The Most Powerful Development Tool Ever Made

Writing

Back when Dinosaurs ruled the earth, developers had these things called API references. They were physical books (made of paper) which contained thousands upon thousands of pages of nothing but documentation for APIs. If you wanted to do something, and you didn’t know how, you either asked the wise old developer that was working with you or you looked up the answer in the API reference. Thankfully I never had to experience that, I mean seriously, how old do you think I am? But what I do remember is the bad old days when search engines weren’t very programming language friendly and you couldn’t even search for anything with special symbols in it because all of the search engines just stripped it all out! Searching for code was quite hard!

Once Google came along things changed. Not only was Google very friendly to programming languages, but it actually returned relevant results to our queries. Over time, the amount of online programming info flourished, and all was good. Well, all was good if you were to leverage the tools that you have at your disposal. And let me be clear, Google was the single most powerful development tool ever created, and probably still is (insert Bing joke here).

So I was plowing through reams of code today (I wish) and I came across a place where someone was manually parsing a connection string in order to extract its contents. I chuckled a bit (you gotta stay light hearted about some of this stuff) and then I went to Google and typed in "C# Parse Connection String". Hmmm, that first answer looked pretty darn good. The first result was the MSDN API reference for SqlConnectionStringBuilder… which turned out to be exactly what I was looking for. Pretty sweet. And to think, a class exists to parse a connection string! Who would have thought? Well, I for one, and I hope that you would think that too. This is what I like to call "a well known problem". It is a problem that a bajillion other people are almost certainly to have come across in their programming adventures, and so someone else has most likely solved it, and probably posted the answer online! Just in case you found this while searching for connection string parsing in C#, I’ll post the answer here:

var sqlConnectionStringBuilder = new SqlConnectionStringBuilder();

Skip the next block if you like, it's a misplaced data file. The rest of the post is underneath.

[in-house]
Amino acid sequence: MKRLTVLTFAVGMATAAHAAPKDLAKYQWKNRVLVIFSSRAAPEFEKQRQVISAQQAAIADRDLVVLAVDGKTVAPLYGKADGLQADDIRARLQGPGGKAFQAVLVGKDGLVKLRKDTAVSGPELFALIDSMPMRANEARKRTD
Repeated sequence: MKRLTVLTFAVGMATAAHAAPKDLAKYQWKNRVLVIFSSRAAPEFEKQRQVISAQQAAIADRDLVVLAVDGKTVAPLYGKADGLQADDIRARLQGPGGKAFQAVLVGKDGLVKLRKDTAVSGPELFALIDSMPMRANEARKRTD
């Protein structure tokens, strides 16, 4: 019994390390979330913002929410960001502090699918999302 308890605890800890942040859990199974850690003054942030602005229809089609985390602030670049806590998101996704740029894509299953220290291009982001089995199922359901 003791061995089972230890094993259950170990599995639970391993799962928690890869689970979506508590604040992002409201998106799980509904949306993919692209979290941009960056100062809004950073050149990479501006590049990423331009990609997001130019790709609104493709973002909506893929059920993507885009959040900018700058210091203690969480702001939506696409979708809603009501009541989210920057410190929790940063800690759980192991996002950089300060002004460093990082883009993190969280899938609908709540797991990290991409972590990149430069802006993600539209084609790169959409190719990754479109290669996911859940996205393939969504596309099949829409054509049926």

sqlConnectionStringBuilder.ConnectionString =
    "Data Source=myServerAddress;Initial Catalog=myDataBase;User Id=myUsername;Password=myPassword;";
Console.WriteLine(sqlConnectionStringBuilder.InitialCatalog);
Console.WriteLine(sqlConnectionStringBuilder.DataSource);
Console.WriteLine(sqlConnectionStringBuilder.UserID);

The funny thing about this is that just last night I was chatting (literally, in a chat program) with my buddy Dave Ward and this exact topic came up. How come people don’t do a simple Google search whenever they come to a well known problem? His comment was "How many times has Path.Combine been rewritten?" He has an excellent point, it has probably been rewritten about a million times. And it is a complete waste of time. Although Path.Combine does have a few funky behaviors that could probably be improved upon Don’t believe me? Try doing this:

Path.Combine(@"C:\Path\", @"\OtherPath");

But anyways… whenever you come across a problem like say combining paths, parsing a connection string (or a query string!), or a csv file, make sure you do a few quick searches before you decide to write code to do your own. Sure it may seem easy to parse a connection string, but what happens when you are looking for "Default Catalog" in the connection string and someone throws in a connection string that uses "Database" instead? I bet the framework parser will account for that, but unless you spent your time and due diligence, yours probably does not.

So I implore you, get out there and do a search before you give up and write code…You’d be amazed at what you’ll find lurking in the .NET framework, and the world of code that exists out there in the open source community. I’ll leave you with a few quick examples of what you might find just in the .net framework:

  • Parse connection string: System.Data.SqlClient.SqlConnectionStringBuilder
  • Parse query string: System.Web.HttpUtility.ParseQueryString
  • Parse CSV file: Microsoft.VisualBasic.FileIO.TextFieldParser
  • Generate Temporary File Name: System.IO.Path.GetTempFileName
  • Time Code: System.Diagnostics.Stopwatch: stop getting the current time and trying to subtract it. This has a much higher precision!
  • Coerce Types: System.ComponentModel.TypeConverter
  • Check if a string is null or empty: String.IsNullOrEmpty
  • Parse Any Uri: System.Uri
  • Basic Data Structures: System.Collections.Generic.LinkedList, Queue, Stack: I’ve seen people try to emulate these with lists!
  • Add list of items to another list: System.Collections.Generic.List.AddRange: Don’t loop through another list adding items!
  • Watch for changes in a file system: System.IO.FileSystemWatcher